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KU Neurosurgery faculty and residents host surgery-based event designed to give a unique early peek into neurosurgery specialties

Neurosurgery faculty and residents provided a hands-on look for KU medical students, who rotated through various stations highlighting different neurosurgical procedures.

A group of three doctors and medical students stand and observe while a resident demonstrates a procedure
Medical students don’t often get to learn about surgery specialties early in their careers. Heather Minchew, M.D., walks third-year student Patrick Baki through an external ventricular drain while first-year medical student Pedro Gonzales observes. Photos contributed by Heather Minchew, M.D.

Faculty and residents in the Department of Neurosurgery at the University of Kansas School of Medicine helped demystify the operating room for first- and second-year medical students during a first-ever neurosurgery-specific program.

Heather Minchew, M.D., a first-year neurosurgery resident at KU Medical Center, applied for and was awarded a $25,000 Medical Alumni Innovative Teaching Fund (MAITF) grant to launch the program, known as a BASE (Building Approachable Surgical Exposure) lab for medical students. BASE is part of the Department of Surgery, and German Berbel, D.O., and Lyndsey Kilgore, M.D., are the faculty primary investigators. The one-time nonrenewable grant, supported by the KU Medical Alumni Association, promotes major innovations in medical student teaching and evaluation by KU School of Medicine faculty.

“Surgery is one of those fields that is tough to get exposure to in a meaningful way as a younger medical student,” said Minchew, who spearheaded the event with Jalee Birney, a second-year KU School of Medicine student.

“The BASE lab was a way to simulate the operating room,” Minchew said. “With a lot of help, we created a high-touch, low-risk curriculum where medical students could ‘try on’ surgery without the stress or intimidation that many feel in the operating room.”

Doctors and medical students stand together while observing a procedure
Each station used cadavers to demonstrate different
neurosurgical procedures. Jeremy Peterson, M.D.,
guides first-year medical student Gabriella Smith.

During the BASE lab, participants rotated through four stations taught by faculty members Tanya Filardi, M.D., Koji Ebersole, M.D., Jeremy Peterson, M.D., and Christopher Miller, M.D, as well as neurosurgery residents. Each station used cadavers to demonstrate different neurosurgical procedures such as drilling burr holes, small holes in the skull that relieve pressure when fluid builds up, and placing Mayfields, which are head holders used in the operating rooms to position patients for cranial surgery. The event also included a lecture to go over the procedures that would be performed during the lab.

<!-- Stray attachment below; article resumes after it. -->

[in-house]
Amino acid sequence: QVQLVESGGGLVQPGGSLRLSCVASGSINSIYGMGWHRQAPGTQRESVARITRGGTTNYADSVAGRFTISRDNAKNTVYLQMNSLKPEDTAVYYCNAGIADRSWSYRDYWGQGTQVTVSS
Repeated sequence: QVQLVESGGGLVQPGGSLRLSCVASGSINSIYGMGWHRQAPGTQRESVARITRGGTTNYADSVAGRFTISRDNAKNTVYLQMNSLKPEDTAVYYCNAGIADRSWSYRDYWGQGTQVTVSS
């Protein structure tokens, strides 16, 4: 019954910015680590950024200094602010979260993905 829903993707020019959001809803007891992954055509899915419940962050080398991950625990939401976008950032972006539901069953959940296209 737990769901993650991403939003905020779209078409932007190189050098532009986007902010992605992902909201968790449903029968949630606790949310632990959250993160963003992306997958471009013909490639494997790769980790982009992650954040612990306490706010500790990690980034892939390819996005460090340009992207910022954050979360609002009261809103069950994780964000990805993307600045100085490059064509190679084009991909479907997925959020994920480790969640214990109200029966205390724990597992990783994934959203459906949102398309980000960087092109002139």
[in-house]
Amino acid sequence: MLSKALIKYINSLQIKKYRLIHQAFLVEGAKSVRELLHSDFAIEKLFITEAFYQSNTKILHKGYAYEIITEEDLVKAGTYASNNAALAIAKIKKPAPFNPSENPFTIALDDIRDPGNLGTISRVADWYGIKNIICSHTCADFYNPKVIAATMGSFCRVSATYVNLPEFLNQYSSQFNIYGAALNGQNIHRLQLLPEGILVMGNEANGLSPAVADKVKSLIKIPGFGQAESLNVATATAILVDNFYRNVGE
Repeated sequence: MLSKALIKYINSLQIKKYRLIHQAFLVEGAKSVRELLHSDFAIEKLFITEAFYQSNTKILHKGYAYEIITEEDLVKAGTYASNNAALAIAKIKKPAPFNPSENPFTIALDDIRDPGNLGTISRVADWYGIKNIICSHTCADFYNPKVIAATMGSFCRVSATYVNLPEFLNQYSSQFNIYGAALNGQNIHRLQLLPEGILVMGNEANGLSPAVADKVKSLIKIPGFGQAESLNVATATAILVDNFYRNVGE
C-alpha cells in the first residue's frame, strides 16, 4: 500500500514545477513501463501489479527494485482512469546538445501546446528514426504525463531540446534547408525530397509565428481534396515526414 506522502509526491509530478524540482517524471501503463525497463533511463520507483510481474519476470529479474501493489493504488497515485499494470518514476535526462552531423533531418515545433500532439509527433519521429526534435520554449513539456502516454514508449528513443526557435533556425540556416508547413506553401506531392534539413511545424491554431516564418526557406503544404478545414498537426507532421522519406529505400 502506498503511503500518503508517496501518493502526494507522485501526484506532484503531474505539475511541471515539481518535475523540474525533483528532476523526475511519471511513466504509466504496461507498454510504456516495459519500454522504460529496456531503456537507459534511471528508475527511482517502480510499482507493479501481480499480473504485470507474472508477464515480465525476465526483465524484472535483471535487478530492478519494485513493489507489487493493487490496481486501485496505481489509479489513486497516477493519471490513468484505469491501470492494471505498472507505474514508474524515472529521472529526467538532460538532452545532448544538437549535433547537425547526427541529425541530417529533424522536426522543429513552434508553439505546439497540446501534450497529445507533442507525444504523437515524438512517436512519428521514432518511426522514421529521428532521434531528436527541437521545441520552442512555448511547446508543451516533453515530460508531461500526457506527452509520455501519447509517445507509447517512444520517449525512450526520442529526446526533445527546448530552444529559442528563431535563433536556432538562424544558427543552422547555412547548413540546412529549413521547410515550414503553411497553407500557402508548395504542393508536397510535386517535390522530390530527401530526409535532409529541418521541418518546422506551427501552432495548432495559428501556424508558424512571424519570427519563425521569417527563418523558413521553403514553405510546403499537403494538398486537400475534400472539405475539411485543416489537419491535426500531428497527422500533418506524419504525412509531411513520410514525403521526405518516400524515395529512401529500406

Minchew got the idea for the event after serving as executive director of the Clinical Anatomy Mentorship Program (CAMP) as a fourth-year student at KU School of Medicine. CAMP is an experience all third-year KU School of Medicine students go through before their surgery clerkships. During CAMP, fourth-year students teach the third-year students the basics of operating room etiquette, surgical anatomy and surgical skills such as suturing and knot tying.

Portrait of Heather Michew
A first-year neurosurgery
resident, Minchew 
launched the program
with a grant from the
KU Medical Alumni

Neurosurgery can be an intimidating subspecialty because of the field’s competitiveness, and events like the BASE lab help humanize the subspecialty and provide opportunities for medical students to interact with neurosurgery faculty members. “I hope the lab got students excited about the subspecialty and made them feel like neurosurgery is an attainable goal,” Birney said.

“In our first and second years of medical school, we don't have any surgical exposure,” Birney explained. “Our time is just spent studying behind a screen for 12 hours a day. So, being able to work with cadavers as well as learn the tactile skills to be a surgeon gets me excited about medicine again,” Birney said. “Dr. Minchew started something really amazing, and it has definitely had a huge impact on me, and I am sure on many other students as well.” 

It is anticipated that the Department of General Surgery will continue the neurosurgery-specific lab. Topics of other previous BASE labs and events have included a breast surgery workshop and an orthopedic surgery workshop.

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